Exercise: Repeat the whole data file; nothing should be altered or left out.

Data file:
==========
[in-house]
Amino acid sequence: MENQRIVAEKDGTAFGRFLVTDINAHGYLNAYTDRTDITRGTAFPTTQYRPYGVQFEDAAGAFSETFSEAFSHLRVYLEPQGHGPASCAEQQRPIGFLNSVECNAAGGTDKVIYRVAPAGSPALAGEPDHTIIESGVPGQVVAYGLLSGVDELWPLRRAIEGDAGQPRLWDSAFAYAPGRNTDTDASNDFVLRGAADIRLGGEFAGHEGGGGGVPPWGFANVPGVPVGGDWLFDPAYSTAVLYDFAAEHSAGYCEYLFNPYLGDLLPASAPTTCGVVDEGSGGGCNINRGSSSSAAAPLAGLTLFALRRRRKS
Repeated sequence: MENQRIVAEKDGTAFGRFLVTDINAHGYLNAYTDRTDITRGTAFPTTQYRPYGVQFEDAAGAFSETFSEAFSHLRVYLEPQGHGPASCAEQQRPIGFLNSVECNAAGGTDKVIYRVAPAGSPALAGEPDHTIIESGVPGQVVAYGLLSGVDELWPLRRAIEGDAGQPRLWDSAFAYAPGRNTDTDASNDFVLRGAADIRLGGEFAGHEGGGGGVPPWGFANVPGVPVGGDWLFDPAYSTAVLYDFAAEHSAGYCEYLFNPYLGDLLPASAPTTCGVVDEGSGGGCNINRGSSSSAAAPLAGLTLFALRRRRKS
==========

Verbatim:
[in-house]
Amino acid sequence: MENQRIVAEKDGTAFGRFLVTDINAHGYLNAYTDRTDITRGTAFPTTQYRPYGVQFEDAAGAFSETFSEAFSHLRVYLEPQGHGPASCAEQQRPIGFLNSVECNAAGGTDKVIYRVAPAGSPALAGEPDHTIIESGVPGQVVAYGLLSGVDELWPLRRAIEGDAGQPRLWDSAFAYAPGRNTDTDASNDFVLRGAADIRLGGEFAGHEGGGGGVPPWGFANVPGVPVGGDWLFDPAYSTAVLYDFAAEHSAGYCEYLFNPYLGDLLPASAPTTCGVVDEGSGGGCNINRGSSSSAAAPLAGLTLFALRRRRKS
Repeated sequence: MENQRIVAEKDGTAFGRFLVTDINAHGYLNAYTDRTDITRGTAFPTTQYRPYGVQFEDAAGAFSETFSEAFSHLRVYLEPQGHGPASCAEQQRPIGFLNSVECNAAGGTDKVIYRVAPAGSPALAGEPDHTIIESGVPGQVVAYGLLSGVDELWPLRRAIEGDAGQPRLWDSAFAYAPGRNTDTDASNDFVLRGAADIRLGGEFAGHEGGGGGVPPWGFANVPGVPVGGDWLFDPAYSTAVLYDFAAEHSAGYCEYLFNPYLGDLLPASAPTTCGVVDEGSGGGCNINRGSSSSAAAPLAGLTLFALRRRRKS